Diving operations manager Phillip Short inspects amphoras on the Antikythera shipwreck.

 
Human remains are a rare find for sunken ships. Discovering a skeleton in one of the most famous shipwrecks in the world is even rarer. But that's what happened in late August in Greece, at the site of the Antikythera wreck, where the Antikythera mechanism, sometimes called the world's first computer, was discovered more than a century ago. The skeleton likely belonged to a young man who became trapped in the cargo vessel when it crashed into rocks and sank around 65 BCE.

Skeletal remains in situ on the Antikythera shipwreck: skull and long bones from arm and leg

 
The largest ancient sunken ship ever found, the Antikythera wreck was first discovered by sponge divers in 1900 off the coast of the Greek island of Antikythera. Located about 150 feet below the surface on a steep slope of the sea floor, the site has yielded some spectacular finds, including coins, pottery, glassware, marble statues, and, famously, the Antikythera mechanism, a unique device used to calculate dates and astronomical events.

A team of divers and marine archaeologists has been revisiting the site over the past several years to map what’s left of the wreck and look for other buried artifacts. They began their latest field season on August 31 with a rare discovery.

“On the first dive of this season, within the first few minutes of hitting the sea floor, we found bone,” the co-director of the project, Brendan Foley, a marine archaeologist at Woods Hole Oceanographic Institution (WHOI), tells mental_floss.

Skull in situ on the Antikythera shipwreck during excavation

 
Buried on the sea floor among a mix of sand, rock, and a jumble of broken pottery, the array of skeletal remains included arm bones, both femurs, teeth, and several fragments of different ribs. Most of the skull was also uncovered, though not fully intact; it was fractured in different places and broke into several pieces once the sediment surrounding it was removed, Foley says. They believe the remains all belong to the same person.

Because the femurs were quite robust and the teeth were not worn down too much, the team thinks the skeleton might have belonged to a young adult male, perhaps in his mid-20s.

It might not ever be possible to say how this person died—whether he drowned or got crushed, for instance. But the researchers might be able to glean other information about this shipwreck victim if they can extract ancient DNA from the bones. Genetic sequences obtained from the skeletal remains could reveal ancestry of the individual, which could also shed light on the identity of the crew.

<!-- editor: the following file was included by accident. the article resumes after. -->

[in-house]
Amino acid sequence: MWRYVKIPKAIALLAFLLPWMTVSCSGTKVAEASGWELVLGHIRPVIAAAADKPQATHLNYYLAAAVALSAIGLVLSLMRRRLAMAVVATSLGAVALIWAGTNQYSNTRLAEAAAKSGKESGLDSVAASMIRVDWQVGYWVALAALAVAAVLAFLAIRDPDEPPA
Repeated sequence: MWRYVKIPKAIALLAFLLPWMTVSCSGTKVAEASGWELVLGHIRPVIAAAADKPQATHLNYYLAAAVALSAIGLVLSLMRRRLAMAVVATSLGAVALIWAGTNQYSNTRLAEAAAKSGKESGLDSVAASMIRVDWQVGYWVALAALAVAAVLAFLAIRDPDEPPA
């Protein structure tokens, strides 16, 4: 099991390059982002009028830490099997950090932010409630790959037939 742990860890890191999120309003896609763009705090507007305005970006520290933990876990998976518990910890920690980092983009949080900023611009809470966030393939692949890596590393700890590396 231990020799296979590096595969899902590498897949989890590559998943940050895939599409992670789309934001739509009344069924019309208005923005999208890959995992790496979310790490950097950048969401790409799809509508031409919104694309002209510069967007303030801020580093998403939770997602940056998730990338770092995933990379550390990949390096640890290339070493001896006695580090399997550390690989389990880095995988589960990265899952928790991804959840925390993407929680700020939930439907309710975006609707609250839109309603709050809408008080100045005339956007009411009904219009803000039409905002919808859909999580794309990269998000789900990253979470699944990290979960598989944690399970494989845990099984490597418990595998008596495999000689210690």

“We could even get an idea of what this individual would have looked like,” ancient DNA expert Hannes Schroeder, of the Natural History Museum of Denmark in Copenhagen, tells mental_floss. “But I think more interesting for me is where he may have come from. That, I think, would add a lot to the Antikythera story.”

The skeletal remains of about four individuals had actually been found at the Antikythera wreck in the 1970s when ocean explorer Jacques Cousteau excavated the site. But it’s “exceedingly rare” to find brittle bones at shipwreck sites, especially ancient ones, Foley says: “As far as we know, this is the first skeleton discovered from a shipwreck since the invention of ancient-DNA studies.”

Antikythera Project co-directors Theotokis Theodoulou and Brendan Foley inspect the skeletal remains: skull and upper jaw with teeth, two femurs, radius, ulna, and ribs.

 
Skeletal remains have been found at more recent wrecks, such as the Vasa, a Swedish ship that sank on its maiden voyage in Stockholm in 1628, and the Mary Rose, a Tudor warship that sank into clay seabeds during a battle off the coast of England in 1545.

Schroeder was brought to Greece to analyze the recovered remains earlier this month. The team is now seeking permission from the Greek authorities to get samples of the bones for a full suite of analyses, including an attempt at extracting ancient DNA.

“It’s hard to know what to expect, because it’s pretty unusual to find remains like this,” Schroeder said. Most ancient DNA studies thus far have been done on samples from terrestrial, temperate climates. “We won’t know until we’ve tried.”

All images: Brett Seymour, EUA/WHOI/ARGO